TribLIVE

| Home

 
Larger text Larger text Smaller text Smaller text | Order Photo Reprints

Eat'n Park's 'Christmas card' of the little star that could celebrates 30th year

Eat’n Park Christmas star commercial that celebrates its 30th anniversary this year.

Email Newsletters

Click here to sign up for one of our email newsletters.

On the Grid

From the shale fields to the cooling towers, Trib Total Media covers the energy industry in Western Pennsylvania and beyond. For the latest news and views on gas, coal, electricity and more, check out On the Grid today.

Watch it online

blog.eatnpark.com/2008/12/story-of-our-christmas-star-commerical.html

Daily Photo Galleries

'American Coyotes' Series

Traveling by Jeep, boat and foot, Tribune-Review investigative reporter Carl Prine and photojournalist Justin Merriman covered nearly 2,000 miles over two months along the border with Mexico to report on coyotes — the human traffickers who bring illegal immigrants into the United States. Most are Americans working for money and/or drugs. This series reports how their operations have a major impact on life for residents and the environment along the border — and beyond.

Saturday, Nov. 10, 2012, 12:01 a.m.
 

Not many ad campaigns have gone unchanged for 30 years, but since 1982, Eat'n Park has aired the same “Christmas Star” commercial every year.

As much of a holiday staple as the Horne's tree, the Macy's Parade or “A Charlie Brown Christmas,” the animated commercial — featuring a tiny star struggling to reach its place at the top of the tree until the tree bends to lift it up — has aired annually since 1982.

Jeff Broadhurst, CEO of Homestead-based Eat'n Park Hospitality and son of former CEO Jim Broadhurst, said his father intended the spot to be a “thank you” and a gift for the community.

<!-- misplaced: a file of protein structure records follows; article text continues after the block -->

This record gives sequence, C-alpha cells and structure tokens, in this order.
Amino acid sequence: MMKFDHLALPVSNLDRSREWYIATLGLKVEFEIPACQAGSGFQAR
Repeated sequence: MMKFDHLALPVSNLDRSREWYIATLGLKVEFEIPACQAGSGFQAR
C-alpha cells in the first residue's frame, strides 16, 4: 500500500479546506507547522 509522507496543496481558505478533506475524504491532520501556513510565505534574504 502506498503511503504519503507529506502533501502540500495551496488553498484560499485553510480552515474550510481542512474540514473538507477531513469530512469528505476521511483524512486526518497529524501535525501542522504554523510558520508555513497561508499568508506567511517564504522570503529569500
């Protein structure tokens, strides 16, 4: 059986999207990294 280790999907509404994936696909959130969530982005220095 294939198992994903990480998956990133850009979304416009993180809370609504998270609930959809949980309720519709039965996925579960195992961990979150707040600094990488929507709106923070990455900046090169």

“The reason it was even requested was that it was a landmark year for Eat'n Park, and Jim Broadhurst was so excited about the Pittsburgh region, so touched that people were supporting his restaurant, that he said ‘I have a little money, I want to make a video holiday card for the community,'” said Craig Otto, who was a young art director at Ketchum Advertising, who helped create the ad along with copywriter Cathy Bowen.

“It's unusual when you have a client in this business say they want something to last 25 years,” said Otto, now a partner and creative director at Downtown-based Dymon+Company.

Jeff Broadhurst and Pittsburgh Mayor Luke Ravenstahl commemorated the ad's 30th anniversary on Friday at Children's Hospital in Lawrenceville with cookies and activities for kids, and marked another company tradition: The 34th annual Caring for Kids campaign, in which Eat'n Park employees raise money and volunteer time for the hospital.

The campaign raised $345,000 for Children's Hospital last year, and has raised a total of $8 million for Children's since it began, Broadhurst said. More specific events for the campaign and the Christmas Star anniversary will be announced starting Monday, he said.

Audrey Guskey, a professor of marketing at Duquesne University, said it's unusual for a commercial message to have such staying power. While some companies like Alka-Seltzer are trying to stir nostalgia or revive characters from old ads, Guskey couldn't think of any that had continuously run the same commercials every year.

“In today's marketing world, nothing sticks; everything changes,” she said. “Companies think everything should be fresh.”

It helps that the Pittsburgh market tends to be older, people tend not to move in and out, and multiple generations can become familiar with the same ad.

“Pittsburghers tend to like our traditions and nostalgia,” said Guskey, who said she was the first of three generations in her family to associate the Christmas Star commercial with the start of the holiday season.

“It's not promotional, it's more about promoting the human spirit, promoting joy, than it is about selling Smiley cookies,” Otto said.

Add Matthew Santoni to your Google+ circles.

Subscribe today! Click here for our subscription offers.

 

 

 


Show commenting policy

Most-Read Stories

  1. State police say escaped Armstrong County inmate has been captured
  2. Judge rules McCullough guilty of taking money from elderly woman’s estate
  3. Pirates’ Burnett endures another poor start in blowout loss to Reds
  4. Starkey: Garoppolo baffles Steelers
  5. Pirates bolster bullpen by trading for former closer Soria
  6. Steelers’ reserve quarterbacks vie to secure spot behind Roethlisberger, Gradkowski
  7. Emails among Governor Wolf’s aides reveal concern over AG Kane
  8. Former Virginia Governor Gilmore joins 520 vying for presidency
  9. Pitt, McConnell-Serio agree to new contract through 2020-21 season
  10. Inside the Steelers: Rookie linebacker Chickillo continues to excel
  11. Warrant issued for man accused of killing Brookline woman